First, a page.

Miami Nonprofit and CTSI Pilot Awardee Team Up To Understand Public Health Issues of Local Kids
From left to right: Dr. Eric Brown, Stephanie Sylvestre, of The Children’s Trust, Miami Mayor Francis Suarez, Dirk Butler, of the Annie E. Casey Foundation, and Hosanna Community Baptist Church Pastor Charles Lee Dinkins.
Miami CTSI Pilot Award recipient, Eric Brown, Ph.D., and his research team are partnering with the Hosanna Community Foundation to survey local youth in Miami in an effort to identify the most pressing public health challenges facing them today with the goal of developing and implementing strategies that will help improve their lives.
Led by Rev. Charles Lee Dinkins, pastor at Hosanna Community Baptist Church in Liberty City, the implementation of Evidence2Success will be supported by a $450,000 grant from the Annie E. Casey Foundation. Dr. Brown, who is also an associate professor in the Division of Prevention Science and Community Health, and his team at the Miller School of Medicine will provide support in data collection, analysis and reporting.
“We’re fortunate to have the support of the Annie E. Casey Foundation, the Children’s Trust, and the City of Miami on this project. It’s rare that public-private, university-community partnerships can come together like this to advance a common mission to prevent health and behavior problems in youth,” said Brown, associate professor in the division of prevention science & community health. “This project is a great example of translational science, which takes our public health know-how and gets it into the community so that the community can take charge of the solutions.”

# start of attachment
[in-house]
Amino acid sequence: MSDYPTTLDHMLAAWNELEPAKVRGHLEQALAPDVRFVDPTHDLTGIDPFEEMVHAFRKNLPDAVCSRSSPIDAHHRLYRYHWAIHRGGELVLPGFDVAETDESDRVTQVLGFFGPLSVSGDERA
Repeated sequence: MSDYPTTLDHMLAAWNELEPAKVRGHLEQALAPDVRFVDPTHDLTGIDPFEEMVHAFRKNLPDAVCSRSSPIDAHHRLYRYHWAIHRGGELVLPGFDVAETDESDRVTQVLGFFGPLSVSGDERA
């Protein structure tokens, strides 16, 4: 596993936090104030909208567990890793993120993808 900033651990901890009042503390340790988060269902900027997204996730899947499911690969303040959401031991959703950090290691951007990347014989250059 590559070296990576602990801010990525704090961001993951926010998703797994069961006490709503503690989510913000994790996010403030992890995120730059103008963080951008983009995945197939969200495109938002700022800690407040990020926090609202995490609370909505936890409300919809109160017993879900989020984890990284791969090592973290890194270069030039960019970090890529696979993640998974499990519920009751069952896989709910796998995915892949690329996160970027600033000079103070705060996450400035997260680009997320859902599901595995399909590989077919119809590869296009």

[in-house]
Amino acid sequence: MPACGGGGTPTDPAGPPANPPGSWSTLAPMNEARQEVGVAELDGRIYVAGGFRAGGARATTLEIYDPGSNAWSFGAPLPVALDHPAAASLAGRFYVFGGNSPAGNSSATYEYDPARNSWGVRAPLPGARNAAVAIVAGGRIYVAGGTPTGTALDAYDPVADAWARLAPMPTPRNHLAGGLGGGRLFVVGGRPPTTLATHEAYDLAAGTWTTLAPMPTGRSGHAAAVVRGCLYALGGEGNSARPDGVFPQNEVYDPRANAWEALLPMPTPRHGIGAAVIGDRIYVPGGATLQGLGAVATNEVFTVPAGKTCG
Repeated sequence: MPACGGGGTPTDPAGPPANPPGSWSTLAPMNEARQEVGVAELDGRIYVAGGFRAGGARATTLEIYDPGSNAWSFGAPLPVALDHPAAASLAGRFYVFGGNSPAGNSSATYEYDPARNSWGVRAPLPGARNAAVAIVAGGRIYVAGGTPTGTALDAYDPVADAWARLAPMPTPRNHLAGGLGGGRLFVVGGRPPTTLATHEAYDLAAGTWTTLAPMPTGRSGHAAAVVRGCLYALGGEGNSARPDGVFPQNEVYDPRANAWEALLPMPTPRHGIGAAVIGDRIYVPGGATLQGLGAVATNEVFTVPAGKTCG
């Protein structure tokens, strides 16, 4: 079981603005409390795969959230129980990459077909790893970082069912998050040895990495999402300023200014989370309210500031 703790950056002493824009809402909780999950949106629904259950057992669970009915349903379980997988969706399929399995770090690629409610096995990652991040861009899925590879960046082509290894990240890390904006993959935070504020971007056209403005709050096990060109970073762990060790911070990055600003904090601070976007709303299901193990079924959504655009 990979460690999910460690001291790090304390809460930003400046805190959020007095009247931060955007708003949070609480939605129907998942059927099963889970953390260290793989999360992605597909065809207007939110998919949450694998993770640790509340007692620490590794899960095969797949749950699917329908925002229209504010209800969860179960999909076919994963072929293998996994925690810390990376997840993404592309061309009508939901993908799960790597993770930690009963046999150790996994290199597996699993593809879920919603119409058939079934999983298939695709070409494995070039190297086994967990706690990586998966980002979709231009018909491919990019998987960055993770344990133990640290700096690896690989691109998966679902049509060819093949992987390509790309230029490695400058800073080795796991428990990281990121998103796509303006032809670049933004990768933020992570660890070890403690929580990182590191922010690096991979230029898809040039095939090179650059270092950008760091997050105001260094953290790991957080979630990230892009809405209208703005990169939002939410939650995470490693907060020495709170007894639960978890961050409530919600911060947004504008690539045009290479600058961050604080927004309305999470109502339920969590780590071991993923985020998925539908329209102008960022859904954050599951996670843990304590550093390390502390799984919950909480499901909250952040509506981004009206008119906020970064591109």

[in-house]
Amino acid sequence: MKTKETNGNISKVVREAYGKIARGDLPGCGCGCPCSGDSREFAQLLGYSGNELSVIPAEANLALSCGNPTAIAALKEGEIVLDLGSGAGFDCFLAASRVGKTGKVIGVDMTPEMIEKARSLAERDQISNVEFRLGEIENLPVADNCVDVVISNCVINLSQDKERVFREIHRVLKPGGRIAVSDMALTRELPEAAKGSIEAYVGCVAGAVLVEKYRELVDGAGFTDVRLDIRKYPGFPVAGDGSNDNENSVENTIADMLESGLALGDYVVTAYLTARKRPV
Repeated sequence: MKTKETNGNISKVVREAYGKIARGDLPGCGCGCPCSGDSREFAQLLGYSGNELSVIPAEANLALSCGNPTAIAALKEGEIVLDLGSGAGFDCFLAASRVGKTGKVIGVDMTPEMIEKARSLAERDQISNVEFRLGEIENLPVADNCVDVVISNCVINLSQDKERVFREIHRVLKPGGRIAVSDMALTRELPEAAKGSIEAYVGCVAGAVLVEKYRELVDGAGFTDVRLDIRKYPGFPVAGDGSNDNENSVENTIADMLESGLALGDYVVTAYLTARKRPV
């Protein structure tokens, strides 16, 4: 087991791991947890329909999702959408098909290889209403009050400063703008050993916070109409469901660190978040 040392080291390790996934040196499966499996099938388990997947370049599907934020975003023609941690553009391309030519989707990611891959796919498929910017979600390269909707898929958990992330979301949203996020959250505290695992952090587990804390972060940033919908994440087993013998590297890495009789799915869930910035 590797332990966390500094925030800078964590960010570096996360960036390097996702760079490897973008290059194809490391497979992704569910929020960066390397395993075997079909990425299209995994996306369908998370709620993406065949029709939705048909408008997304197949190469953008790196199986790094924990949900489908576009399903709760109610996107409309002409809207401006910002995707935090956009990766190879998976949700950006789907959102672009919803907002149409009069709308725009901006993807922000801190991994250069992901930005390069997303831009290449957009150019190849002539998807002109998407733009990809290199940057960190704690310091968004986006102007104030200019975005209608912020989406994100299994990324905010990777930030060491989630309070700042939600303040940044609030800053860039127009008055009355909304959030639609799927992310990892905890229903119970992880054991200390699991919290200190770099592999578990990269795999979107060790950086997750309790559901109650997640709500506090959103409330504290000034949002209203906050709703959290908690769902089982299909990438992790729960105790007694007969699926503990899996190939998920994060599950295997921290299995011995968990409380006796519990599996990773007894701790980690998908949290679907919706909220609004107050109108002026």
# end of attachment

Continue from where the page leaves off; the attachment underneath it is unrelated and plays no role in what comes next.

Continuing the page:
Hosanna is focusing specifically on students from the Liberty City, Brownsville, Westgate, West Little River and Allapattah neighborhoods.
The Annie E. Casey Foundation chose the Hosanna Community Foundation, a Miami non-profit that has been developing prevention and coalition work in these communities, to launch its Evidence2Success implementation – a first in Miami.
Evidence2Success is a framework already successfully implemented in four other sites in the U.S., which helps the community and public system leaders work together to use scientific data to accurately identify and asses the needs of local youth and then implement evidence-based interventions to improve their well-being.
After receiving approval from Miami Dade County Public School System review board and school administrators, the research team will begin the data collection process via electronic surveys distributed on tablets provided by the CTSI. Data collection is expected to start in September.
The survey will ask questions regarding public health issues affecting young people in these neighborhoods such as substance use, delinquency, violence, academic achievement, anxiety and depression, as well as individual and environmental risk and protective factors associated with these issues, said Arthur de Oliveira Corrêa, a research assistant on Dr. Brown’s team.
Parents will be asked for their consent to allow their child to participate, and students themselves can opt out of the survey or skip any questions they do not want to answer. The data will be de-identified for reporting purposes and remain confidential using a secure REDCap database.
“This is completely community driven. Our role in this project is to provide the community coalition with tools to accurately identify and asses what is going on, how big and important of an issue it is, and provide them with the science to implement evidence based programs that have been proven to work,” Corrêa said.